To my surprise, I was exactly at one end of the "strangely level old logging road atop Moody Ridge" mentioned above, which used to form part of my route to Lovers Leap. That is only to say the my "strangely level old logging road" is part of this same Towle Brothers' narrow-gauge logging railroad.

Considering how much logging has taken place on Moody Ridge since the Towle Brothers, 130 years ago, it is a minor miracle that any trace of their old logging railroads still exists.

Back in the 1990s I tried to get Placer County and Tahoe National Forest and the Nevada County Land Trust interested in protecting the main Towle narrow-gauge roadbed, from Drum Forebay on the south to Highway 20 on the north, by way of the Zeibright Mine and Steephollow, etc. etc. Of course I failed. It would have made a wonderful hiking trail, good for equestrians and mountain bikes too, I would have thought. From Highway 80 to Highway 20.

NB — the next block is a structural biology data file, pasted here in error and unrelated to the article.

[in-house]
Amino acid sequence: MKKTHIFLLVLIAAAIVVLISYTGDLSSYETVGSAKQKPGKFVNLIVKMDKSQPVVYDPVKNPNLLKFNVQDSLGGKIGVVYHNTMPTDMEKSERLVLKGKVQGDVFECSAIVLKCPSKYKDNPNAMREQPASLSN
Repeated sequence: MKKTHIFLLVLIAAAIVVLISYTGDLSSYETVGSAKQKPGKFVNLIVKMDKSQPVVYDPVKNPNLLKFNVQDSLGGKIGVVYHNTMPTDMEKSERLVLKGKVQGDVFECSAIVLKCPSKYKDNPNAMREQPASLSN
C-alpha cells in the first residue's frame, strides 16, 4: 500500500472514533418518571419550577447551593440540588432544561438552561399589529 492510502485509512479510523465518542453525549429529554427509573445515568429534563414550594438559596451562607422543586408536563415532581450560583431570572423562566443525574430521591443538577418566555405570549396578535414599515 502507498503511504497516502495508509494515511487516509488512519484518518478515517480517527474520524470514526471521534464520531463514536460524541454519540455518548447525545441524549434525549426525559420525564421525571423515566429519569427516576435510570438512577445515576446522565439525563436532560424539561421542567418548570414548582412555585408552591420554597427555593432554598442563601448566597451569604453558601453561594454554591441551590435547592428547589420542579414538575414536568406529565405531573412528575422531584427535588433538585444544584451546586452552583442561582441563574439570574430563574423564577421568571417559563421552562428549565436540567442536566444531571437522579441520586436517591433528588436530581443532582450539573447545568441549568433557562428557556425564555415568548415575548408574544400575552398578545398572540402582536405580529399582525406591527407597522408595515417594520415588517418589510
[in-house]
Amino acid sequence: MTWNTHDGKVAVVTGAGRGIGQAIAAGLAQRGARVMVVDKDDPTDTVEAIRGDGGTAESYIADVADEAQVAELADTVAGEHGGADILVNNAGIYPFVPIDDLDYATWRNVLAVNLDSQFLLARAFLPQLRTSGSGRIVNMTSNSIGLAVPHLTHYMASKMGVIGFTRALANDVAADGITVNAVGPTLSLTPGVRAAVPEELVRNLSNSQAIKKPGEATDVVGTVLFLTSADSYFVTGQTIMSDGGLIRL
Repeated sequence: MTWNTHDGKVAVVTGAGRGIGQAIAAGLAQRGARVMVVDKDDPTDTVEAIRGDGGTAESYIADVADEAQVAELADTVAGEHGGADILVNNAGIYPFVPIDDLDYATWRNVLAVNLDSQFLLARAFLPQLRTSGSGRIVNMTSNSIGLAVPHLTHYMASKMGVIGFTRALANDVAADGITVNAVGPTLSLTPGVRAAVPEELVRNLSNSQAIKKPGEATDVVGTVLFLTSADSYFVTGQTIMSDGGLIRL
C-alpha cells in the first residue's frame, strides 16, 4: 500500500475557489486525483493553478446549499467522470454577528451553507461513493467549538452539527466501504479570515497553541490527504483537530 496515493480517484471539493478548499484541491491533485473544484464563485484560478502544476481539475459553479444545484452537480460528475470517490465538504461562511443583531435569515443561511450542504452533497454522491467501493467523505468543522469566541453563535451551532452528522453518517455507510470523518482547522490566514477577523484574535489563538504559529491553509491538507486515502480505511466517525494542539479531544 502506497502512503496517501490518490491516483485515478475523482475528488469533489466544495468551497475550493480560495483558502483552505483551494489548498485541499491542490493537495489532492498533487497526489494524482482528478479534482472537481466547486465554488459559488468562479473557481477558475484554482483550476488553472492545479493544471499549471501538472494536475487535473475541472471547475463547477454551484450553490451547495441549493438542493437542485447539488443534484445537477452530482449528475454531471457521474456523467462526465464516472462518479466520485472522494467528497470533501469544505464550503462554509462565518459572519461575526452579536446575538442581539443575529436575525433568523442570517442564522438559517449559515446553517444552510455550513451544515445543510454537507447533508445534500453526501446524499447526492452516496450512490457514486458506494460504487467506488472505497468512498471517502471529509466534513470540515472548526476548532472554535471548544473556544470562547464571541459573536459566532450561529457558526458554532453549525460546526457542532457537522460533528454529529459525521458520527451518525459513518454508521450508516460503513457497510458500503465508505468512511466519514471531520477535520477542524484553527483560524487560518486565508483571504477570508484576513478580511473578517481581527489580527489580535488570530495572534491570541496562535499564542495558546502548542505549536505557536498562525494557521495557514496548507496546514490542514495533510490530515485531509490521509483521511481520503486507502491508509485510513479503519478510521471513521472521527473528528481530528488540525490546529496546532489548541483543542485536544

The first mosquitos of the season, here at 4000', flirted with my sweaty face as I ducked and crunched through the forest. Soon there will be a million trillion of them.

Wednesday, May 3, 2006

Erratum; OHV Survey

In The Elusive Boschniakia, I mistakenly named the closed-cone pines a subfamily of the Pinaceae, when I should have said, they form one of several "sub-genera" of the genus Pinus itself.


Several of you have forwarded the following to me, suggesting that I should share it with North Fork Trails. The gist of the thing is, that Tahoe National Forest (TNF) is studying its OHV trail system. This multi-year process will result in a Forest Order limiting OHV use to some yet-to-be-determined subset of TNF roads and trails.